Recycling is Boring But Does it Have to be?
For most people, recycling is boring. It's something they know is a good thing to do. But for many, that's just not enough motivation. I see recyclables in the trash all the time and the nation's horrid recycling rate (which estimates peg around 30-35%) is widely discussed.
Over the years, many paths have been tried: paying people money per pound, a nickel deposit back per bottle, curbside collection, and to make it as easy as tossing in the trash, the single blue bin that's been popular since the 90s. Recently, companies like Greenopolis have been getting creative with incentivizing recycling, as I discussed here last week.
But what about making recycling fun, something you'd even want to take an active part in doing? Is that possible? Our partnership with NBC New York is another step on that path for us. Putting the silly in recycling is a ridiculous animated Rube Goldberg style machine that "processes" things like Starburst wrappers, with the resulting new product popping out the other end.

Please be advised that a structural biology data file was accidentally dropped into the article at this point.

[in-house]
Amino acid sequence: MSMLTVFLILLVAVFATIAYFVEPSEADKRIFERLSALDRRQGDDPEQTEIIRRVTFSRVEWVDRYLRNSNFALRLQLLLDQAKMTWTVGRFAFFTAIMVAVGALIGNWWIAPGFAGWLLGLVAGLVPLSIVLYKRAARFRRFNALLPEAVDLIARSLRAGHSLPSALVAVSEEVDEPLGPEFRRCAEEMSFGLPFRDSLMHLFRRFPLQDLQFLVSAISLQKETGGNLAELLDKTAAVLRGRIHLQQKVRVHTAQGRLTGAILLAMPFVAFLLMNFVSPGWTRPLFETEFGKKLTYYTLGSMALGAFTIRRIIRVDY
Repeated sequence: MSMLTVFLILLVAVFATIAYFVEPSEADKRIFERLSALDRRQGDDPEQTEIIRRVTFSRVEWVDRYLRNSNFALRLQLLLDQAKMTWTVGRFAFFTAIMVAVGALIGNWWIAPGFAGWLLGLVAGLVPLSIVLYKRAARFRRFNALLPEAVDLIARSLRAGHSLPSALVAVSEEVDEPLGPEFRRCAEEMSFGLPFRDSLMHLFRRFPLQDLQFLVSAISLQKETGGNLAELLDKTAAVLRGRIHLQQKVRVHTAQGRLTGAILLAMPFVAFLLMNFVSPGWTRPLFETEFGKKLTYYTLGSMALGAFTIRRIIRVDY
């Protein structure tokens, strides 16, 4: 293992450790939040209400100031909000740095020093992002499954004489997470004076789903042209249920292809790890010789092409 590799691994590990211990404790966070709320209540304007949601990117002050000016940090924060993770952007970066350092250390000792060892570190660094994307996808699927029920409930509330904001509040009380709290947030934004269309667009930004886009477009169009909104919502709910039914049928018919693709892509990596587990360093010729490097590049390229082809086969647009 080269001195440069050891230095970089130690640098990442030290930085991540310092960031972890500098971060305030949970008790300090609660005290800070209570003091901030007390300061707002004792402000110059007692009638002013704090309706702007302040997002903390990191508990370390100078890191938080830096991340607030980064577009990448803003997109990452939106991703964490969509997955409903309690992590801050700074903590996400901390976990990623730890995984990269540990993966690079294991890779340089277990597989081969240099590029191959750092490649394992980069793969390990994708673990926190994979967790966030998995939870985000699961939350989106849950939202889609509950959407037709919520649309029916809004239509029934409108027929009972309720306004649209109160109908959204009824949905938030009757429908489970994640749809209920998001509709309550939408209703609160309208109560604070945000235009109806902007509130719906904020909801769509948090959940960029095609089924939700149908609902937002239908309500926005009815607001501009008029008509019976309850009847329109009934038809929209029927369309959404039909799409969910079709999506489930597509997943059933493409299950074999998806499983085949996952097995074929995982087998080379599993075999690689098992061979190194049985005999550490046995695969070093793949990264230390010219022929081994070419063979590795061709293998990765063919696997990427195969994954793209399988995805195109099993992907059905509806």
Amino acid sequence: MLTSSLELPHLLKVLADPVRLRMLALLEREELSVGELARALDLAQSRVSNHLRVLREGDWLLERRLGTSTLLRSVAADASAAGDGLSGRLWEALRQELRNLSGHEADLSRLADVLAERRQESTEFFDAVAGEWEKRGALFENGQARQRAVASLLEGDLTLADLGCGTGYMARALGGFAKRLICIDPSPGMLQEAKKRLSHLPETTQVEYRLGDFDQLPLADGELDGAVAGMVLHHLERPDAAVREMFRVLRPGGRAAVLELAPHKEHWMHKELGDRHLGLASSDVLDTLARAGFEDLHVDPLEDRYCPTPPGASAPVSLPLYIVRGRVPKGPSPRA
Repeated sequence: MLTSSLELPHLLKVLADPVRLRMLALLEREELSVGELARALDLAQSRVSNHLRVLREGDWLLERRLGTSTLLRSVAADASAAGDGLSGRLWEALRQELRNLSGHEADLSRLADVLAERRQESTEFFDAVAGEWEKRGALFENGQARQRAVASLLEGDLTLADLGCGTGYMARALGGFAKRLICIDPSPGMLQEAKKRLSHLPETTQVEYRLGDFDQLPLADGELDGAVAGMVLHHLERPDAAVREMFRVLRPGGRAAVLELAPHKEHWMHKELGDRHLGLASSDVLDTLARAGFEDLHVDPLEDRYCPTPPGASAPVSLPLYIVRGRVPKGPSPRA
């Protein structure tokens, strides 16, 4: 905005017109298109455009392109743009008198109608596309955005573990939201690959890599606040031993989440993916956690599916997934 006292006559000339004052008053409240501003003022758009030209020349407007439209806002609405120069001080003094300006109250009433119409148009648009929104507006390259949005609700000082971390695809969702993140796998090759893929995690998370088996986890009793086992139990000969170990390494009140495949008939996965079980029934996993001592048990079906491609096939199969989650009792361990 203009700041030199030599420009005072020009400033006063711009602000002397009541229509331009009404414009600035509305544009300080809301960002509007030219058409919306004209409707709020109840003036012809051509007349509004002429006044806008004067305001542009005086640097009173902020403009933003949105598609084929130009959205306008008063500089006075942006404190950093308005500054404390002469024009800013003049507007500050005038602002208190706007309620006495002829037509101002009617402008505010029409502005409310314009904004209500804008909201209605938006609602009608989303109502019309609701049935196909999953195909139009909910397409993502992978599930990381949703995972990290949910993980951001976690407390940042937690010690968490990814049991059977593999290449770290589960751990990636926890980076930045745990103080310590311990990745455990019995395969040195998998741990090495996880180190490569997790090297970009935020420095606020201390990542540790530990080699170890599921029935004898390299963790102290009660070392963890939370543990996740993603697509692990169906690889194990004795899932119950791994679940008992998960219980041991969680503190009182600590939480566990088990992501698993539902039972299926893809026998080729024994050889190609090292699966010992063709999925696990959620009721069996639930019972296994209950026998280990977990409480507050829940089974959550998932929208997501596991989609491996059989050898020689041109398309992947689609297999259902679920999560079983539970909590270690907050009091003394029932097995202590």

And this NBC recycling machine doesn't just stay put on their site. We've made it embeddable, and shareable on Facebook and Twitter. It may look silly, but it does two things: gets people's attention, and makes it clear that things they're used to only being able to throw away can in fact be made into something else entirely.
It goes further.
Of course making recycling fun and approachable is not enough, the people need tools! The NBC upcycling widget invites people to create their own upcycled objects, with DIY projects containing all the instructions on how to do everything from turn a candy wrapper into a barrette to turning a soda bottle into a fancy toothbrush holder!
For those that are inspired to get fancier, or just want to see how we come up with the unexpected reuses, the widget links to a behind the scenes video of our designers, showing not only their design chops, but their passion and motivation, that I'm betting will be inspirational to many out there to use their creativity to reinvent or even make obsolete the term "waste."
Could a widget do all that? Yes. Is it the answer to increasing the amount of recycling happening? Not alone. It's a part of a bigger whole, of which I'd love to hear your ideas on what else can be done, below. Do you think making recycling fun, a game almost, is a good idea or bad idea?